Friday, June 24, 2022


 A neurological condition known as synesthesia causes automatic, involuntary sensations in a second sensory or cognitive channel in response to stimulation of a first sensory or cognitive pathway (for example, hearing) (such as vision). Simply explained, simultaneous activation of two unrelated senses occurs when one sense is active. For instance, this could happen when you hear music and experience the swirls or color patterns that go with it. Due of the ease with which connections between concepts can be made, synesthesia can improve cognitive skills like creativity and memory. Associative synesthesia, in which the senses are linked and associated in the mind, or projective synesthesia, in which the images and colors are projected into reality.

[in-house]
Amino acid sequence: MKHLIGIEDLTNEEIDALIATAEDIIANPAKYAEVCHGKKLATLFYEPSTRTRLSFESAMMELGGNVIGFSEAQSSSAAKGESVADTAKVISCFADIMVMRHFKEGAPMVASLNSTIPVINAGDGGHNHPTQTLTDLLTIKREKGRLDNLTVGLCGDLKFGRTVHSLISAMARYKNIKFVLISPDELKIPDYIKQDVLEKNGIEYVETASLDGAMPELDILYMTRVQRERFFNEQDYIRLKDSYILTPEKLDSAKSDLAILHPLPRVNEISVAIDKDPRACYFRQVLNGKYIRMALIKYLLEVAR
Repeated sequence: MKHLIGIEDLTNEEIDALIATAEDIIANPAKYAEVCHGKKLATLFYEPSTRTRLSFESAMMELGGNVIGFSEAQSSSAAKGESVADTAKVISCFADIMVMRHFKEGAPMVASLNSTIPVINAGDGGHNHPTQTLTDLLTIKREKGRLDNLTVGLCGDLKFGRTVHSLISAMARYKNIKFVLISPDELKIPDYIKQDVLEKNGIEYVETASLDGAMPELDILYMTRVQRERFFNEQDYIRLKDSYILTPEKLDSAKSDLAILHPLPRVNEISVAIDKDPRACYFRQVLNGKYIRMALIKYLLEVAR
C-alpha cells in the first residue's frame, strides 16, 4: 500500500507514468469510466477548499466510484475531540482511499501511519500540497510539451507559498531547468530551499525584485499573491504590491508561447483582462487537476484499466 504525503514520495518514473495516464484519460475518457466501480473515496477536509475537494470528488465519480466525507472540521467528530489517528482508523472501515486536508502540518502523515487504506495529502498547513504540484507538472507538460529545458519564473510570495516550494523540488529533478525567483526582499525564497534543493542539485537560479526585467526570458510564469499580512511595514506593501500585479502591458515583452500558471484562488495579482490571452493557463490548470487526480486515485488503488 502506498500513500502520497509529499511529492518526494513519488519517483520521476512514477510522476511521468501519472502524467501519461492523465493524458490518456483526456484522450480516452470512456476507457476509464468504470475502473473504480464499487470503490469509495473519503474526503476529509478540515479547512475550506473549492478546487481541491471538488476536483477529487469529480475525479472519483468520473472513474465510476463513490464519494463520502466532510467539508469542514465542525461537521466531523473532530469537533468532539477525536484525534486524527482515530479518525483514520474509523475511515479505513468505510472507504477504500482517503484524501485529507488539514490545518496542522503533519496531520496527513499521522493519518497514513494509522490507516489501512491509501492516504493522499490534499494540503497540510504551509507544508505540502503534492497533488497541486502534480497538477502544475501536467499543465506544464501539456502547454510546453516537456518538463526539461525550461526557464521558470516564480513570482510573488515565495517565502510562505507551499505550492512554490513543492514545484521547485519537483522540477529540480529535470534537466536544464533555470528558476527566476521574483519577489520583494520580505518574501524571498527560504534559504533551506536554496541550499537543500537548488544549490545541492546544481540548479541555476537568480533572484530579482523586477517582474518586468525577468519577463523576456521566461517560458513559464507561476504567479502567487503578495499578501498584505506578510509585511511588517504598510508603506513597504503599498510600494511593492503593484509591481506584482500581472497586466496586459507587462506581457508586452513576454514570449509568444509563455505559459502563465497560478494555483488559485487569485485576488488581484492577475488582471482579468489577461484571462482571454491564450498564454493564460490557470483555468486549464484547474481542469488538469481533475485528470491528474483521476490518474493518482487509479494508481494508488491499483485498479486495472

There could be up to 80 subtypes of synesthesia because it can involve any combination of senses. Though not all varieties of synesthesia have been examined or documented, the root reason is still unknown. Some synesthetes link shapes to flavors, hear sounds in response to smells, and perceive texture in response to sight. The multimodal mental imagery connected to synesthesia is frequently utilized by literature, film, and television (which explains the popularity of cooking and baking shows).

I found the subject of synesthesia to be very fascinating while reading Lawrence Rosenblum's book "See What I'm Saying." Despite not being a synesthete myself, I have always associated colors with numbers and days of the week. Although I don't often use these colors and it is more of an afterthought for me, persons with synesthesia encounter this kind of thing frequently. Richard E. Cytowic discusses the 1 in 90 people who experience synesthesia with graphemes—a condition in which they perceive written parts as saturated in color—in the video that is attached. The form that involves synesthesia with phonemes is the most intriguing. A synesthete may occasionally taste a particular flavor when they hear a word.

Here below shows an image of how one perceives the months via synesthesia:

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